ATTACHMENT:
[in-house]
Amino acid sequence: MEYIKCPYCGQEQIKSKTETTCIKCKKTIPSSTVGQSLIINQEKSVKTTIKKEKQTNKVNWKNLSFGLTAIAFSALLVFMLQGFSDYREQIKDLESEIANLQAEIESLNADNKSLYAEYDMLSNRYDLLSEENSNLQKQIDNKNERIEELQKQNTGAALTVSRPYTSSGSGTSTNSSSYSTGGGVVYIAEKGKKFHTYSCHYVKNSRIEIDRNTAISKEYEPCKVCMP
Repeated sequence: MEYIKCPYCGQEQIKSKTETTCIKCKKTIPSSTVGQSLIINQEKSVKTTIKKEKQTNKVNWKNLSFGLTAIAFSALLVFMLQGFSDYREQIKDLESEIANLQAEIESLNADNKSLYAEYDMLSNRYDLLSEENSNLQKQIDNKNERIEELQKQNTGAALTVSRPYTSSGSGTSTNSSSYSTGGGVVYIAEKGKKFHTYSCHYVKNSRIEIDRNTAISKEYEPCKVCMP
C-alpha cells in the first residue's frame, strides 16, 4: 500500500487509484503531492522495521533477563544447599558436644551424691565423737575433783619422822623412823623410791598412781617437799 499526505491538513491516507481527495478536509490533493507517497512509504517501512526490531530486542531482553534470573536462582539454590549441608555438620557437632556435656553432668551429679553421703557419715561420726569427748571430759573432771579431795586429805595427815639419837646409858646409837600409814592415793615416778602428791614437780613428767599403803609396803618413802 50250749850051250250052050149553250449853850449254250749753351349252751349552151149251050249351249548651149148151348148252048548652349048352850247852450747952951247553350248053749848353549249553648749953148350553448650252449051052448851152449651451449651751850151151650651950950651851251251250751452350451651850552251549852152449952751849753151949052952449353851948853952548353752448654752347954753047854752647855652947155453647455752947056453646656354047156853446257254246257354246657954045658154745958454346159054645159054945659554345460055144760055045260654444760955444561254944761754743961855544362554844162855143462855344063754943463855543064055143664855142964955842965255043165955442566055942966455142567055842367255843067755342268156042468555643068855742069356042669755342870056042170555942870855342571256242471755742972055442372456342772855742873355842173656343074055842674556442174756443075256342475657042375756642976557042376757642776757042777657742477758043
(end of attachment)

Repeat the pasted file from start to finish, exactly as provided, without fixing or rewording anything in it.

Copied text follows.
[in-house]
Amino acid sequence: MEYIKCPYCGQEQIKSKTETTCIKCKKTIPSSTVGQSLIINQEKSVKTTIKKEKQTNKVNWKNLSFGLTAIAFSALLVFMLQGFSDYREQIKDLESEIANLQAEIESLNADNKSLYAEYDMLSNRYDLLSEENSNLQKQIDNKNERIEELQKQNTGAALTVSRPYTSSGSGTSTNSSSYSTGGGVVYIAEKGKKFHTYSCHYVKNSRIEIDRNTAISKEYEPCKVCMP
Repeated sequence: MEYIKCPYCGQEQIKSKTETTCIKCKKTIPSSTVGQSLIINQEKSVKTTIKKEKQTNKVNWKNLSFGLTAIAFSALLVFMLQGFSDYREQIKDLESEIANLQAEIESLNADNKSLYAEYDMLSNRYDLLSEENSNLQKQIDNKNERIEELQKQNTGAALTVSRPYTSSGSGTSTNSSSYSTGGGVVYIAEKGKKFHTYSCHYVKNSRIEIDRNTAISKEYEPCKVCMP
C-alpha cells in the first residue's frame, strides 16, 4: 500500500487509484503531492522495521533477563544447599558436644551424691565423737575433783619422822623412823623410791598412781617437799 499526505491538513491516507481527495478536509490533493507517497512509504517501512526490531530486542531482553534470573536462582539454590549441608555438620557437632556435656553432668551429679553421703557419715561420726569427748571430759573432771579431795586429805595427815639419837646409858646409837600409814592415793615416778602428791614437780613428767599403803609396803618413802 50250749850051250250052050149553250449853850449254250749753351349252751349552151149251050249351249548651149148151348148252048548652349048352850247852450747952951247553350248053749848353549249553648749953148350553448650252449051052448851152449651451449651751850151151650651950950651851251251250751452350451651850552251549852152449952751849753151949052952449353851948853952548353752448654752347954753047854752647855652947155453647455752947056453646656354047156853446257254246257354246657954045658154745958454346159054645159054945659554345460055144760055045260654444760955444561254944761754743961855544362554844162855143462855344063754943463855543064055143664855142964955842965255043165955442566055942966455142567055842367255843067755342268156042468555643068855742069356042669755342870056042170555942870855342571256242471755742972055442372456342772855742873355842173656343074055842674556442174756443075256342475657042375756642976557042376757642776757042777657742477758043